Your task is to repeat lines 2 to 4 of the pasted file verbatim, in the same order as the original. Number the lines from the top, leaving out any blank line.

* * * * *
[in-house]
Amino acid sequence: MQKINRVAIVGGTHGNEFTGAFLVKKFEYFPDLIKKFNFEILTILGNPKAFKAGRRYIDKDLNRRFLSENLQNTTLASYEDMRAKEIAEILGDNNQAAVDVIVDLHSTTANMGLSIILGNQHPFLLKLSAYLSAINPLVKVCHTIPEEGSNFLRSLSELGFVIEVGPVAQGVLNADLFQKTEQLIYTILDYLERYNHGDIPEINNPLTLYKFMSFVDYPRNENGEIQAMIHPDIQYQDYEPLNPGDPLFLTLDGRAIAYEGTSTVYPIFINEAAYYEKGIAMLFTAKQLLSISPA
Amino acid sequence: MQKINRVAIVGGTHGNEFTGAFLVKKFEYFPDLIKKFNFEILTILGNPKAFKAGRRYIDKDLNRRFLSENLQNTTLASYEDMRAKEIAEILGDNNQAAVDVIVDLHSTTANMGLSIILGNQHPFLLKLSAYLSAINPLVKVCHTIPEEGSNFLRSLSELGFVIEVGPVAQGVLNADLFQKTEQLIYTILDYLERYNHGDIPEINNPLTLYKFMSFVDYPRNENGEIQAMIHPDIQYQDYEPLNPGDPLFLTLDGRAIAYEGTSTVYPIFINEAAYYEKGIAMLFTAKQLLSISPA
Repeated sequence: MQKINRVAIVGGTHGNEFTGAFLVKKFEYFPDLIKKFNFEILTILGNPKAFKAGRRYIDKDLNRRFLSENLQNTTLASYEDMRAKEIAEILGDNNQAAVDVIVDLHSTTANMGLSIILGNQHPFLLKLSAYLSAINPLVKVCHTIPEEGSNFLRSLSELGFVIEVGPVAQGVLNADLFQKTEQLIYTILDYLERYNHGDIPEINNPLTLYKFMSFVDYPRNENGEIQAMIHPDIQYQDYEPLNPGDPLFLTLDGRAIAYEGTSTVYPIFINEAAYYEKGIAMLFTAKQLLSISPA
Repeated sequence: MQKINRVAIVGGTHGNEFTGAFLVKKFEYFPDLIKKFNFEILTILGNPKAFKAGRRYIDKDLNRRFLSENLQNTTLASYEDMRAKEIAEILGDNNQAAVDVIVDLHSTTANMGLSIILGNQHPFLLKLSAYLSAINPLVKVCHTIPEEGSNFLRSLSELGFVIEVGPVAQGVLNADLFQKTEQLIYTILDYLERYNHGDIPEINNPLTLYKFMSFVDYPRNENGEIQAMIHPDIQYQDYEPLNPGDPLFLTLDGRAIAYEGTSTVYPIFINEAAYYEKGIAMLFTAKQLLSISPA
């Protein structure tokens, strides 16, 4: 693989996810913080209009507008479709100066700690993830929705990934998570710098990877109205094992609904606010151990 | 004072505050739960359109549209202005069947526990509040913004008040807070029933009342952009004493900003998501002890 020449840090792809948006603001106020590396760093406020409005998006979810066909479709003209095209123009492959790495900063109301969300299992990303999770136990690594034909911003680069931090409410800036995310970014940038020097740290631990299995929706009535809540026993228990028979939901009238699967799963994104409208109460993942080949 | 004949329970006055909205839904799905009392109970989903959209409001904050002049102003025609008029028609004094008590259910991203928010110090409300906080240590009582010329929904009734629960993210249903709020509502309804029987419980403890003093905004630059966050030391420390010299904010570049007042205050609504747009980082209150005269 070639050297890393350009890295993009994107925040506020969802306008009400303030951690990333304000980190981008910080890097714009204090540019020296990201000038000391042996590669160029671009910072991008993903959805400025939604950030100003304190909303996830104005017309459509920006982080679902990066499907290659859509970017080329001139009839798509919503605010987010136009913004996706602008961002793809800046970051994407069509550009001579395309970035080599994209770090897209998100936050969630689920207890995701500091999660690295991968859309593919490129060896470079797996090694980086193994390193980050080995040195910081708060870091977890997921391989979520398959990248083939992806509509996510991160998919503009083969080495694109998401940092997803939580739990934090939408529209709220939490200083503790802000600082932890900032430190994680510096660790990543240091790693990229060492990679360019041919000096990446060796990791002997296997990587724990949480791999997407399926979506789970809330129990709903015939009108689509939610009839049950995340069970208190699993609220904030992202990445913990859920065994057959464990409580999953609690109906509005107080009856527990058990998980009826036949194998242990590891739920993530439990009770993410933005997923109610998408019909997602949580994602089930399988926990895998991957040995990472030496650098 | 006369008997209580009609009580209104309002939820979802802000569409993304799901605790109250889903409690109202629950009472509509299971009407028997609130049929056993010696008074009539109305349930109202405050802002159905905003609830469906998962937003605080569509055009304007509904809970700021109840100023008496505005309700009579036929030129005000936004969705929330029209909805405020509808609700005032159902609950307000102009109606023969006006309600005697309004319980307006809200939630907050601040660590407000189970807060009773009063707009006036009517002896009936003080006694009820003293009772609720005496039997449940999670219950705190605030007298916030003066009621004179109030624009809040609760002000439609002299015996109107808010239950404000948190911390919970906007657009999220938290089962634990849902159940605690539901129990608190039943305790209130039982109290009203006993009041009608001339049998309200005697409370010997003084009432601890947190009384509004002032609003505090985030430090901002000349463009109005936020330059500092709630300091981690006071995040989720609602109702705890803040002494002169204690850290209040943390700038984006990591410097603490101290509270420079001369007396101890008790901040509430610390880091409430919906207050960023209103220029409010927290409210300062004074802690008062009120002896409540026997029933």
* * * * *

Amino acid sequence: MQKINRVAIVGGTHGNEFTGAFLVKKFEYFPDLIKKFNFEILTILGNPKAFKAGRRYIDKDLNRRFLSENLQNTTLASYEDMRAKEIAEILGDNNQAAVDVIVDLHSTTANMGLSIILGNQHPFLLKLSAYLSAINPLVKVCHTIPEEGSNFLRSLSELGFVIEVGPVAQGVLNADLFQKTEQLIYTILDYLERYNHGDIPEINNPLTLYKFMSFVDYPRNENGEIQAMIHPDIQYQDYEPLNPGDPLFLTLDGRAIAYEGTSTVYPIFINEAAYYEKGIAMLFTAKQLLSISPA
Amino acid sequence: MQKINRVAIVGGTHGNEFTGAFLVKKFEYFPDLIKKFNFEILTILGNPKAFKAGRRYIDKDLNRRFLSENLQNTTLASYEDMRAKEIAEILGDNNQAAVDVIVDLHSTTANMGLSIILGNQHPFLLKLSAYLSAINPLVKVCHTIPEEGSNFLRSLSELGFVIEVGPVAQGVLNADLFQKTEQLIYTILDYLERYNHGDIPEINNPLTLYKFMSFVDYPRNENGEIQAMIHPDIQYQDYEPLNPGDPLFLTLDGRAIAYEGTSTVYPIFINEAAYYEKGIAMLFTAKQLLSISPA
Repeated sequence: MQKINRVAIVGGTHGNEFTGAFLVKKFEYFPDLIKKFNFEILTILGNPKAFKAGRRYIDKDLNRRFLSENLQNTTLASYEDMRAKEIAEILGDNNQAAVDVIVDLHSTTANMGLSIILGNQHPFLLKLSAYLSAINPLVKVCHTIPEEGSNFLRSLSELGFVIEVGPVAQGVLNADLFQKTEQLIYTILDYLERYNHGDIPEINNPLTLYKFMSFVDYPRNENGEIQAMIHPDIQYQDYEPLNPGDPLFLTLDGRAIAYEGTSTVYPIFINEAAYYEKGIAMLFTAKQLLSISPA